Many of our church members and readers of this blog have seen a recently released movie, “Risen.”  Risen is the story of a Roman soldier named, “Clavius.” The movie begins with Clavius putting down a rebellion begun by Barabbas just after he was released. Upon returning to Jerusalem, he is sent by Pontius Pilate to oversee the crucifixion of Jesus. On the way, he experiences the earthquake and the darkened sky. Clavius arrives at Golgotha just after Jesus dies. The next day, he is summoned again by Pontius Pilate, this time to seal the tomb into which Jesus has been placed. The next morning, he is summoned by Pontius Pilate and given the task of finding the now missing body of Jesus. The story line involves Clavius’ search for the body of Jesus.
Clavius is a kind of typical cynical, world-weary American who happens to be a soldier looking forward to retirement. What he wants is a place away from the battle and peace. The movie is the story of Clavius’ journey from being an ambitious, competent, intelligent, and surprisingly intelligent and sensitive Roman soldier, who is convinced he will eventually find the body of Jesus, to a believer in the resurrection. Critics have liked the movie because of its acting and because it is not too preachy. It simply follows the spiritual journey of a Roman Tribune caught up in the events of the resurrection.
Many people first hear the Easter story in the same way Clavius begins his spiritual journey: suspicious and certain that it can’t possibly be true. I began my own spiritual journey in just that frame of mind. This blog is not intended to prove the resurrection. Many other pastors and not a few evangelists have written very fine defenses of the truth of the resurrection. When I was a young Christian one of those defenses meant a lot to me. It was the first time I sat down and examined the facts. Today, however, we are going to be talking about the results of the resurrection, the difference it makes in our lives.
The Day the World Changed Forever.
Jesus was most probably crucified at about 9:00 in the morning on Friday, April 3, 33 A.D.  He died about 3:00 that same afternoon. It probably took some time for the soldiers to recognize this fact and verify that he was dead. After the soldiers confirmed that Jesus was dead, he was taken down from the cross (John 19:31-37). At about the same time, Joseph of Arimathea, a wealthy and prominent member of the Sanhedrin, went to Pontius Pilate and asked for permission to bury Jesus (Matthew 27:58). Because it was getting late, and it was the Day of Preparation for Passover, Jesus was hurriedly placed in the tomb. His body was not fully prepared for burial (Mark 16:1). Joseph simply wrapped the body as was the Jewish custom in linen cloths and rolled the large stone that would have sealed the tomb into place (Matt. 27:60).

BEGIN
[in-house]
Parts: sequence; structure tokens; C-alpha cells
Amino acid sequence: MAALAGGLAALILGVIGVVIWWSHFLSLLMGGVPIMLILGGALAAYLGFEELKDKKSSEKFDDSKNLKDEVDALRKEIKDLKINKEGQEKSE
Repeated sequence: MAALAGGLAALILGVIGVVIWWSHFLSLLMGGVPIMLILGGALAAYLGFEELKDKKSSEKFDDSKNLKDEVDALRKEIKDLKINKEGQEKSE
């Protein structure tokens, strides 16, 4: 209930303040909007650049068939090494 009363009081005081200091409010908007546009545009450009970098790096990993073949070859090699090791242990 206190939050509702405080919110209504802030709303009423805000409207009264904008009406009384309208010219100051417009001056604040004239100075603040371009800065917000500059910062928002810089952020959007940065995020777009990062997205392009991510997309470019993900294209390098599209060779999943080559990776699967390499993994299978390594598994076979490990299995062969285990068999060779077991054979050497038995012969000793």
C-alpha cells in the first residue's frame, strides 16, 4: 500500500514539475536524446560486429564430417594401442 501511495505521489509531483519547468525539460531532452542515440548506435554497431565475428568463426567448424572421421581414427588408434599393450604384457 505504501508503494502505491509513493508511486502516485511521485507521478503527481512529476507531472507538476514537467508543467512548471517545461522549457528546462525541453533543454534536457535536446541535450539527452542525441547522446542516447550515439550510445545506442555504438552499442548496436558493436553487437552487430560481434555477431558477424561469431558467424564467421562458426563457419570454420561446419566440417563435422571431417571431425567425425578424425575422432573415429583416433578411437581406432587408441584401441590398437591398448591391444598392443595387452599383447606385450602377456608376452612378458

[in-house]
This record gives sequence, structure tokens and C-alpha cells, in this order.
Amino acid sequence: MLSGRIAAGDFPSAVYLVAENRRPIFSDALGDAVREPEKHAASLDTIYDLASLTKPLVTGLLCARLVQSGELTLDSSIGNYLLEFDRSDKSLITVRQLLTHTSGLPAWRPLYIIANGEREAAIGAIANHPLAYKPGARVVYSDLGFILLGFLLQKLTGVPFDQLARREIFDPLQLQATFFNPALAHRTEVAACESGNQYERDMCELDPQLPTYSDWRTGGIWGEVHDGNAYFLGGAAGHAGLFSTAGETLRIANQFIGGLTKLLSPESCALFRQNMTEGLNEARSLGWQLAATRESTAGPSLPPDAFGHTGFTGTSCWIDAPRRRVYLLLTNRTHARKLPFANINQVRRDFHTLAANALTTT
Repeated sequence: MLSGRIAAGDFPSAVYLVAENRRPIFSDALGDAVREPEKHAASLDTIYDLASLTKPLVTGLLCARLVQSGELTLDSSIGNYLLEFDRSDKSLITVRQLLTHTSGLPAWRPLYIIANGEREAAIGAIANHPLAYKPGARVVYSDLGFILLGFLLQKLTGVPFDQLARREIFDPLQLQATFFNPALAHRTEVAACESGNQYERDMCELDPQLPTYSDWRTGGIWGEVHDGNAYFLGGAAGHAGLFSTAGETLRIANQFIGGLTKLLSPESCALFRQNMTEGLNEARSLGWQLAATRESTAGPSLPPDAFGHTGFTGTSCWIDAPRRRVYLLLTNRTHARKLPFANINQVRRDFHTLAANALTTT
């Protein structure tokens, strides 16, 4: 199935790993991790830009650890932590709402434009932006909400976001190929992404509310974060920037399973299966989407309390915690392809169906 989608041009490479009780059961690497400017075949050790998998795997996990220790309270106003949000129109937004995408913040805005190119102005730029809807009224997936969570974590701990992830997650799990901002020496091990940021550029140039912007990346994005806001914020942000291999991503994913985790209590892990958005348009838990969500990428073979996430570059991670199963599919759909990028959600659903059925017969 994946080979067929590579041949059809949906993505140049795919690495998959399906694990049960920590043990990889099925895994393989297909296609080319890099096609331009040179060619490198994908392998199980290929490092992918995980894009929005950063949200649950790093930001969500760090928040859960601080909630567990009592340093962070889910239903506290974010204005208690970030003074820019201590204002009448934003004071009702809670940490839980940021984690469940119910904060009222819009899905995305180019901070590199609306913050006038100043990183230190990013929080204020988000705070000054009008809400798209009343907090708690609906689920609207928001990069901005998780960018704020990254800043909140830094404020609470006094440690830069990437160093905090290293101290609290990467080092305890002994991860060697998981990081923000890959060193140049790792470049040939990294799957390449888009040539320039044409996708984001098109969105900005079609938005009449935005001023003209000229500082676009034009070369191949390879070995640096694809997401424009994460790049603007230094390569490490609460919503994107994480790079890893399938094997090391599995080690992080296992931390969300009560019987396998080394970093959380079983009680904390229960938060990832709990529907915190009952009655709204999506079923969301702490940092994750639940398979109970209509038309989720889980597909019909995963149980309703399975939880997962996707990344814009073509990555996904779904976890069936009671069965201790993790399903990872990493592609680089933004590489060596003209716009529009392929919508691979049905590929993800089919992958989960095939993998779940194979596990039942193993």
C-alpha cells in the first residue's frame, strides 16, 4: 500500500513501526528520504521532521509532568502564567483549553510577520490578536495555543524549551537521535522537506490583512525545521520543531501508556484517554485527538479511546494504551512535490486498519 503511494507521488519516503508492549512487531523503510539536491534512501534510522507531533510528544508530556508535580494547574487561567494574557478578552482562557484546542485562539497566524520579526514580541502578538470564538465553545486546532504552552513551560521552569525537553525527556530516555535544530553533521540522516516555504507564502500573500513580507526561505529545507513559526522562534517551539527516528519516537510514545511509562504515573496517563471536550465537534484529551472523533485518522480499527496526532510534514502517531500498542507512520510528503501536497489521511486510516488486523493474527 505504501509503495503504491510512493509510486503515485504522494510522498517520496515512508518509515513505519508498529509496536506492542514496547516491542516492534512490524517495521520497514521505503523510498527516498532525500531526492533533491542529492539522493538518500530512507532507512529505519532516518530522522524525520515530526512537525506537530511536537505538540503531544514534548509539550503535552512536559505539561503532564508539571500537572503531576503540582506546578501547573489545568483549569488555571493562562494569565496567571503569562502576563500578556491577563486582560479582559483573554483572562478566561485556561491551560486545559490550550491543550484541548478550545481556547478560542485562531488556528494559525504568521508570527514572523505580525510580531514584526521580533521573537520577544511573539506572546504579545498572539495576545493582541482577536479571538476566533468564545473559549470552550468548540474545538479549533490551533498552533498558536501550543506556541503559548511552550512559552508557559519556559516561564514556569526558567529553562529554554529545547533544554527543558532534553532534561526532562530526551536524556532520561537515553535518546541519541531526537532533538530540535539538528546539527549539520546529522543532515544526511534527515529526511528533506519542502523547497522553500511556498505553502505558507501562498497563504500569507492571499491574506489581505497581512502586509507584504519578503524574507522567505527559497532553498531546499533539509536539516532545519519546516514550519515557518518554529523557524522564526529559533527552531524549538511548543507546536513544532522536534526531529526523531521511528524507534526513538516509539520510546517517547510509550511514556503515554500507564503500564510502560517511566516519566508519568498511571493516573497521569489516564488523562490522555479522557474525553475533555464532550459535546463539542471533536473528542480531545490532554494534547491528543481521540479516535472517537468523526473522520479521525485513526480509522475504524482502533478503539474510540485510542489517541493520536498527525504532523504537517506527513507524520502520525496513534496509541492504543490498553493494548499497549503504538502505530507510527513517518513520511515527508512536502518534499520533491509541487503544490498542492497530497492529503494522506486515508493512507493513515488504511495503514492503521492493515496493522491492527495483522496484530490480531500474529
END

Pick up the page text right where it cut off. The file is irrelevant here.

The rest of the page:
The next day, on Passover, the chief priests and the Pharisees, who rarely cooperated on anything, went to Pilate and asked for an official seal on the tomb (vv.62-63). Pilate agreed and placed an official Roman seal on the tomb. This meant that anyone tampering with the tomb would be subject to Roman punishment. The remainder of Saturday was quiet, so far as we know. The disciples were in hiding. We pick up the story at Matthew 28:1:
After the Sabbath, at dawn on the first day of the week, Mary Magdalene and the other Mary went to look at the tomb. There was a violent earthquake, for an angel of the Lord came down from heaven and, going to the tomb, rolled back the stone and sat on it. His appearance was like lightning, and his clothes were white as snow. The guards were so afraid of him that they shook and became like dead men. The angel said to the women, “Do not be afraid, for I know that you are looking for Jesus, who was crucified. He is not here; he has risen, just as he said. Come and see the place where he lay. Then go quickly and tell his disciples: ‘He has risen from the dead and is going ahead of you into Galilee. There you will see him.’ Now I have told you.” So the women hurried away from the tomb, afraid yet filled with joy, and ran to tell his disciples. Suddenly Jesus met them. “Greetings,” he said. They came to him, clasped his feet and worshiped him. Then Jesus said to them, “Do not be afraid. Go and tell my brothers to go to Galilee; there they will see me” (Matt. 28:1-10).
Prayer: God of Hope, who have us eternal hope this Easter, please come into our hearts and give us all renewed hope in the power of your Holy Spirit to change our lives so that we may become more like you. Amen.
His Life and Ours.